Martin Carr reviews the fourth episode of Gotham season 2…
Adding a militant edge to this show was someone else’s bright idea. Gotham needed something to combat the rise of these villains and their answer came in spades this week. By bringing in Michael Chiklis as Nathaniel Barnes, show runners have hopefully brought someone capable of combating those Galavan siblings.
Like a latter-day Untouchables without the sharp suits or New York Irish Connery, this aptly named ‘Strike Force’ is guaranteed to make heads roll. Uncorrupted and plucked from the academy these clean-cut alpha squad recruits, are supposed to represent a new dawn. What we get instead is sub plot-tastic romantic side lines, where Nygma finally gets to impress his paramour Ms. Cringle. That isn’t to say that Gordon and his new team are not captured bringing down a Penguin laundering operation in dynamic style. Just that things are somewhat broken up by Nygma’s love life. Something topped off by a saccharine soaked double date of classically awkward proportions.
Meanwhile Theo and Tabitha Galavan have Penguin on a short leash having incarcerated his mother. Encapsulated by the silent cameo of Carol Kane viewed perpetually through the confines of a television screen. Galavan’s thirst for power extends its influence into elected office this week, when he engineers a public hit on himself and others. Now there can be little doubt that this new adversary has added an additional dimension to proceedings, yet his machinations lack only a wax moustache and heavy eyeliner. While Lord Taylor continues selling Penguin’s character development, in a less overbearing and subtle manner.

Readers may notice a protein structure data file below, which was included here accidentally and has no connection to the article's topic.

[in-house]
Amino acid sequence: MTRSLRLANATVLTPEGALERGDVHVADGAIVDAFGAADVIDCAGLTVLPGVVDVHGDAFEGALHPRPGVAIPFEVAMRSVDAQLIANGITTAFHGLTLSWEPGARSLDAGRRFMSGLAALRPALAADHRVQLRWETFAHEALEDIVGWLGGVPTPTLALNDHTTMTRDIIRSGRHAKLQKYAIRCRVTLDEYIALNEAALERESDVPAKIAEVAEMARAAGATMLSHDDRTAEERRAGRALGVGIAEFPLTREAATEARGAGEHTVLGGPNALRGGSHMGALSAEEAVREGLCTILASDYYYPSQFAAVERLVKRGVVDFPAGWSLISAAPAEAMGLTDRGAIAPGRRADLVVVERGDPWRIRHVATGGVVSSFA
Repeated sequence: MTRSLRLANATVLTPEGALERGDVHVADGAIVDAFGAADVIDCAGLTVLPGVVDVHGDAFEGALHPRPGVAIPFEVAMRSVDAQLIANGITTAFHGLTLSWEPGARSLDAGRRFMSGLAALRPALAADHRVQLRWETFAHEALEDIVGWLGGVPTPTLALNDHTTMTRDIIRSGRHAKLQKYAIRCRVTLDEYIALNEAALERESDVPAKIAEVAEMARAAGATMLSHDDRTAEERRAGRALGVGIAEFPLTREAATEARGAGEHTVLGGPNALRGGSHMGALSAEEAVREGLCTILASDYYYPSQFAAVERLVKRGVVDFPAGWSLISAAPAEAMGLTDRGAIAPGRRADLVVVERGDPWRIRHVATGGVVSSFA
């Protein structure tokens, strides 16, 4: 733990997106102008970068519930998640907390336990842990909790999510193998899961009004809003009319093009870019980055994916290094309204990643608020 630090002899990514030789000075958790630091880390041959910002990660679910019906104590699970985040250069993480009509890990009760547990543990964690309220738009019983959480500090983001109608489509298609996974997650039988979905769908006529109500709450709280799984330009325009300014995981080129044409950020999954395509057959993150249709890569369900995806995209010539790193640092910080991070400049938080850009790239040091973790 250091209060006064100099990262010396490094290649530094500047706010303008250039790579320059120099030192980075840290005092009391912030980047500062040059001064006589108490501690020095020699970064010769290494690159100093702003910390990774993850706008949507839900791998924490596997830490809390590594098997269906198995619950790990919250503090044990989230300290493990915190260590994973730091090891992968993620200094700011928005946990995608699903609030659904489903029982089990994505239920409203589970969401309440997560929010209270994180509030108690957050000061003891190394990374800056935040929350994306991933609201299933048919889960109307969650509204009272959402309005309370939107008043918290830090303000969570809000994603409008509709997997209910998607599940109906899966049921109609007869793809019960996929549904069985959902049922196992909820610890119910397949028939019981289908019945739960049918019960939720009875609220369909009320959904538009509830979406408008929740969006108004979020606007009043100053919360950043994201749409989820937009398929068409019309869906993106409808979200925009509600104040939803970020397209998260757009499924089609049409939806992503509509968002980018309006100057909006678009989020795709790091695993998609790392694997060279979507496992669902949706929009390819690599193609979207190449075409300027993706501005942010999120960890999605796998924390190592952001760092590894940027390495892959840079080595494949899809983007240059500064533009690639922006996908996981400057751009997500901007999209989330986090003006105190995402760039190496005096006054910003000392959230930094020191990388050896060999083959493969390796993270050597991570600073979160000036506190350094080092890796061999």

Alfred and Bruce remain curiously side lined just as Selena Kyle toys with relevance without really engaging. There is clearly a dynamic between these two teenagers, yet it is lost somehow between training sessions. What does draw the attention is Galavan’s manipulation of Master Bruce. Invited out to dinner as a small token of thanks, it is the introduction of Theo’s niece which could be classed as his master stroke. Young, blonde and dancing round the fountain outside it is an old but effective trick. Beyond the guiding hand of Alfred there is clearly a latent father son relationship burgeoning, helped in no small measure by an engineered love interest.
After waiting weeks to write this review with commitments of a work variety diverting my attention, it was my intention to give you something worthy. Instead I committed an injustice. On this occasion there is a distinct lack of sheen to the prose. Which felt at times like performing root canal work, blindfold, without training while The Great British Bake-Off played on loop in another room. Distressingly dour, uninspiringly bland and devoid of merit beyond that afforded a car crash drive through for the morbidly curious.
In truth Gotham offered up more than its fair share of interesting points through ‘Strike Force’. There are none to blame for the decidedly low-key writing on display here beyond myself. But take heart people for I am back in the saddle, sharpening the pencils, dusting off the dictionary and updating that spell check.